When dealing with aftermarket sites, you have to read the TOS, when running an aftermarket site you need to write a proper TOS. Well it looks like we got a doosey over at Namepros.
It starts out with the owner of Brand Root warning members about a problem with a member, VentureFile.com
Michael posted the details which are important for those dealing with sites like Brand Root and Brand Bucket that ask for exclusivity.
In short the details are as follows:
4/08/2014 – Dejan creates a Brandroot account
5/09/2014 – Wuvo.com is accepted and listed for sale at a price of $6750
09/29/2014 – Dejan requests that Wuvo.com be removed from Brandroot because “The name was accepted to an auction event.”
10/14/2014 – Brandroot receives a $3,000 offer for wuvo.com
10/14/2104 – Dejan rejects and reminds us that he removed his name
We then remind him of his contractual obligation of keeping Wuvo exclusive to Brandroot for a period of 30 days following the request of removal.
10/15/2014 – In the interested buyer impatience he raises his offer to $4500.
Dejan is intrigued and writes, “Thank you for the update. That is a decent offer and I will seriously consider it.” For several days Dejan is unresponsive, ignoring several of our emails.
10/22/2014 – In a matter of minutes of informing Dejan that he is no longer welcome to sell at Brandroot and that Wuvo.com will be removed, Wuvo.com sells at full price for $6750.
10/22/214 – Dejan decides that he does not want to sell Wuvo at Brandroot and that my email stating that his name was removed ended his contractual obligation with Brandroot (which the email in no way stated).
Our financial loss due to Dejan’s unprofessionalism is not the concern. Brandroot is now left with one very unhappy customer threatening us with litigation. We have informed Dejan that we will stop at nothing, “making this venture of [his] a lot more expensive and stressful than [he] thought possible.”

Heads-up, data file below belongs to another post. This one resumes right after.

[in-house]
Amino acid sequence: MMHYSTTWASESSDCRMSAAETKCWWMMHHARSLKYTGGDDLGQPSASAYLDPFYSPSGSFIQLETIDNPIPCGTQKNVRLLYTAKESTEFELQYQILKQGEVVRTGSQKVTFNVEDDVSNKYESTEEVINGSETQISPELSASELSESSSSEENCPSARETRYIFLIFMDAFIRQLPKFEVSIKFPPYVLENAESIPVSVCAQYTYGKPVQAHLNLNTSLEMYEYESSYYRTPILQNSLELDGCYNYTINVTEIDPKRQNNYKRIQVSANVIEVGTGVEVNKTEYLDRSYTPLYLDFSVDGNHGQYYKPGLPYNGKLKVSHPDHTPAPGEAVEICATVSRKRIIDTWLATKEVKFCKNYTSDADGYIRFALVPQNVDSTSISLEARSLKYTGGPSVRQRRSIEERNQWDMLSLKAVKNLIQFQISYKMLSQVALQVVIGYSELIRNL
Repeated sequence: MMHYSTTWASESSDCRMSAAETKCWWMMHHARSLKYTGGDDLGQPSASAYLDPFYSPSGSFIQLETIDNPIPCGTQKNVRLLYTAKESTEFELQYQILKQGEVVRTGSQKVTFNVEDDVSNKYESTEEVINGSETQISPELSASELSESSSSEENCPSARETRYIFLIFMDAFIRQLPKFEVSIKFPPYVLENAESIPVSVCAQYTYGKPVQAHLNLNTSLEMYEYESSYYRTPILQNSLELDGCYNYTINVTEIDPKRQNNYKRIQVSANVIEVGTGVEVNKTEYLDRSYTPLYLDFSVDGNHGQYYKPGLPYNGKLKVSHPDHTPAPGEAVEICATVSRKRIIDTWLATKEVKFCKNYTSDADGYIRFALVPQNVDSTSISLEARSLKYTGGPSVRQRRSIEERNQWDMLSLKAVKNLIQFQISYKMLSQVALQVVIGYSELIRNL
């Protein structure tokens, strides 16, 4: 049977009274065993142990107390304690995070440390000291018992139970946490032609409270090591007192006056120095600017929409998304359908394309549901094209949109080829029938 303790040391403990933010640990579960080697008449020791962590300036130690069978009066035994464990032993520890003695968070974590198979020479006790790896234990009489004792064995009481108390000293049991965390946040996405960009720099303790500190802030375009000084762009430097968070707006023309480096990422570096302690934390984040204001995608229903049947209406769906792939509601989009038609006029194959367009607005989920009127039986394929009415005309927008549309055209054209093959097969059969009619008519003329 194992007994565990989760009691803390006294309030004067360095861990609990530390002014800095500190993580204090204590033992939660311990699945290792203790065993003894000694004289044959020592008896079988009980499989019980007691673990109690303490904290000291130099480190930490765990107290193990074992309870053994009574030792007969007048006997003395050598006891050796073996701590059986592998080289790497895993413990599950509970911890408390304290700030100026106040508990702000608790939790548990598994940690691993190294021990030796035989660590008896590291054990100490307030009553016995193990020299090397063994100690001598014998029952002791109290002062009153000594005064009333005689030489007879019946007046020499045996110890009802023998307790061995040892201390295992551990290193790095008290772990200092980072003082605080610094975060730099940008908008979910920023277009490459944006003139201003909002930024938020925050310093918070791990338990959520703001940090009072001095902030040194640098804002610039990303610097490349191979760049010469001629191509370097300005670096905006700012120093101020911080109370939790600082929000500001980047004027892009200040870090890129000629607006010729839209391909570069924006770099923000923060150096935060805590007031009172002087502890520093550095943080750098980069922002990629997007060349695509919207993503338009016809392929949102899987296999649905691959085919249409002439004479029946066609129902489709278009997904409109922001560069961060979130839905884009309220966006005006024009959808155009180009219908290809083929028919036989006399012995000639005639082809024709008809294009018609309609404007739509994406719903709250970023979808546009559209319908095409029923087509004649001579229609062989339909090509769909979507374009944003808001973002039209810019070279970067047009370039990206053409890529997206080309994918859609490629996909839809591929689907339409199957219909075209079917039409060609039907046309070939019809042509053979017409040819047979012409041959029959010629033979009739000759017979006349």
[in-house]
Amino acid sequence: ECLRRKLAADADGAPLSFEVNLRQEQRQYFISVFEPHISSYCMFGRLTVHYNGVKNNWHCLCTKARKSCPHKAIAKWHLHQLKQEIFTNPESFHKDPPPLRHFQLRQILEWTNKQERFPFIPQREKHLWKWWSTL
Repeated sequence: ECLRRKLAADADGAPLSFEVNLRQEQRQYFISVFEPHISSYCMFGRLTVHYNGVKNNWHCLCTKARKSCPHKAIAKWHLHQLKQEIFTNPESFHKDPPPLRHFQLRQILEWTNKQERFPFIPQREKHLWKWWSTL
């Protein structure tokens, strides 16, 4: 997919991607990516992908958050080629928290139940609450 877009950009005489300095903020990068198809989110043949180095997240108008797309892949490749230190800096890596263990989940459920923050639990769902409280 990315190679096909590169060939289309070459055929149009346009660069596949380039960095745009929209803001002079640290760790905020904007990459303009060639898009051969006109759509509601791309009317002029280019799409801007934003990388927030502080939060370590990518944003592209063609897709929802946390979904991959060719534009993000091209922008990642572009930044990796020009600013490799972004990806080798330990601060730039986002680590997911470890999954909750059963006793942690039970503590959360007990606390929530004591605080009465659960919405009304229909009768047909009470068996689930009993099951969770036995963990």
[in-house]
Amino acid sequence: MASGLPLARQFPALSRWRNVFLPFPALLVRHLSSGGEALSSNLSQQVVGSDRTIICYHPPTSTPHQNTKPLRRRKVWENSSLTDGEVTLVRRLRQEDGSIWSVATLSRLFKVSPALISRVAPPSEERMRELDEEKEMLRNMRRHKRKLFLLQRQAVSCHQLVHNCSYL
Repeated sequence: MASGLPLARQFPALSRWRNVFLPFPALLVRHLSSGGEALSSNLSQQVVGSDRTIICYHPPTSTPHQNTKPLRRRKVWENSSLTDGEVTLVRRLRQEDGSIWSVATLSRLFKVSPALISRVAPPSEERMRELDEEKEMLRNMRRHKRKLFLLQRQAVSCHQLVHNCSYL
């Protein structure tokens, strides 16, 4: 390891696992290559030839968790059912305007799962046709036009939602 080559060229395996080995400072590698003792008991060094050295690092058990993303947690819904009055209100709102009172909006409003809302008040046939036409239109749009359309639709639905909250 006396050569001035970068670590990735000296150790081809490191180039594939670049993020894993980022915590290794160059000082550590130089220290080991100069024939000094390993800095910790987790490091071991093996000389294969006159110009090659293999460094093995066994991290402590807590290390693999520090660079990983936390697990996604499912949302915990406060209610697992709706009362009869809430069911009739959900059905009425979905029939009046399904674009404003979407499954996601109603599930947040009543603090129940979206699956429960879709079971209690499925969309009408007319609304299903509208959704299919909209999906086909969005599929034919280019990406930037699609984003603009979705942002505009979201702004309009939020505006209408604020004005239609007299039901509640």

You’ve been warned. Dejan Lesicar is very capable of leaving you in one sticky situation if you enter into business with him.
I received the email from Michael of the removal at 11:41 and the next email came at 15:21 almost 4 hours later. So it wasn’t minutes..
Also, Michael stated that it was removed, not that it will be removed (a big difference). Here are his exact words: “The buyer has purchased another name. And Wuvo has been removed. You are not welcome back at Brandroot.” If it was removed how can someone bid on it?
Btw, Michael also notified me that “You’ve got another think coming. ” (his exact words) and that he also purchased my name .com. And also in his words: “Trust me, I am going to make this venture of yours a lot more expensive and stressful than you thought possible.”
That is all that I will post in this thread. My Itrader is clean and I did many deals with many people on this forum and I don’t plan on doing anything differently in the future.
From there it was on, many members did not like the airing of dirty laundry in public and Biggie brought up a very good point for all to ponder.
smart folks should carefully read what the “site editor” can do and what “brandbucket” can do and what the domain owner can and cannot do.
I count 3 parties, but 1 of them has very limited rights.
in any offering situation, who should have most rights over the property, the person who owns the name and pays the renewal fee’s or the platform it’s listed on?
Brand Root’s got a little miffed at some posters and called the members of Namepros “Nancys”
I didn’t expect anything less from the Nancy’s at NamePros. The overall sentiment is for this swindling domain owner Dejan, which was very much expected at this forum, and not for the individual who put out almost 7k for a domain and now has lost any chance of getting it.
Now apparently the buyer of Wuvo.com on Brand Root had immediately started the TM process.
You can read it all on Namepros, get some popcorn and your favorite beverage, there is some valid points made about the things you agree to when you join a site, and understand that there are a lot of potential ramifications if there is a falling out or even just a disagreement on interpretation of certain selling rules.